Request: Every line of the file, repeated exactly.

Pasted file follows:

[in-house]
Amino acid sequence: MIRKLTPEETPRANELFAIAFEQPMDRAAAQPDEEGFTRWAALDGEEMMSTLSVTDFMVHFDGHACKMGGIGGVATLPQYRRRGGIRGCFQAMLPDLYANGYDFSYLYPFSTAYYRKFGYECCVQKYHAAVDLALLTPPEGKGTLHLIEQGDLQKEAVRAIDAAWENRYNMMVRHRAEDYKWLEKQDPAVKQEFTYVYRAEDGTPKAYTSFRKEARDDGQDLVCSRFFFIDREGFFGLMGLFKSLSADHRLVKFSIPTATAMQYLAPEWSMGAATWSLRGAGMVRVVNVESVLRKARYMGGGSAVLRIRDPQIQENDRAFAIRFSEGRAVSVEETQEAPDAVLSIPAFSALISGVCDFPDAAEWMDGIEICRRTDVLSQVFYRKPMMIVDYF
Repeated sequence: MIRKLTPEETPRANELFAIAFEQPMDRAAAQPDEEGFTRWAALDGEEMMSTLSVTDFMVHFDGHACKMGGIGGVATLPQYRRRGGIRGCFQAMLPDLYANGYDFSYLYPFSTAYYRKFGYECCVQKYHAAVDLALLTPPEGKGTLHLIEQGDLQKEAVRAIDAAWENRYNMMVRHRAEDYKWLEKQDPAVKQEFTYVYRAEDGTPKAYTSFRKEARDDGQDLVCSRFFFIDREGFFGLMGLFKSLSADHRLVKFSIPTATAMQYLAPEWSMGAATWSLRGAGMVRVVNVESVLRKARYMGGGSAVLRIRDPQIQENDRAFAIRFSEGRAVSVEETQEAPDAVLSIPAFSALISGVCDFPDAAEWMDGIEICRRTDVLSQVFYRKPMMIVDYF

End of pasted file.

[in-house]
Amino acid sequence: MIRKLTPEETPRANELFAIAFEQPMDRAAAQPDEEGFTRWAALDGEEMMSTLSVTDFMVHFDGHACKMGGIGGVATLPQYRRRGGIRGCFQAMLPDLYANGYDFSYLYPFSTAYYRKFGYECCVQKYHAAVDLALLTPPEGKGTLHLIEQGDLQKEAVRAIDAAWENRYNMMVRHRAEDYKWLEKQDPAVKQEFTYVYRAEDGTPKAYTSFRKEARDDGQDLVCSRFFFIDREGFFGLMGLFKSLSADHRLVKFSIPTATAMQYLAPEWSMGAATWSLRGAGMVRVVNVESVLRKARYMGGGSAVLRIRDPQIQENDRAFAIRFSEGRAVSVEETQEAPDAVLSIPAFSALISGVCDFPDAAEWMDGIEICRRTDVLSQVFYRKPMMIVDYF
Repeated sequence: MIRKLTPEETPRANELFAIAFEQPMDRAAAQPDEEGFTRWAALDGEEMMSTLSVTDFMVHFDGHACKMGGIGGVATLPQYRRRGGIRGCFQAMLPDLYANGYDFSYLYPFSTAYYRKFGYECCVQKYHAAVDLALLTPPEGKGTLHLIEQGDLQKEAVRAIDAAWENRYNMMVRHRAEDYKWLEKQDPAVKQEFTYVYRAEDGTPKAYTSFRKEARDDGQDLVCSRFFFIDREGFFGLMGLFKSLSADHRLVKFSIPTATAMQYLAPEWSMGAATWSLRGAGMVRVVNVESVLRKARYMGGGSAVLRIRDPQIQENDRAFAIRFSEGRAVSVEETQEAPDAVLSIPAFSALISGVCDFPDAAEWMDGIEICRRTDVLSQVFYRKPMMIVDYF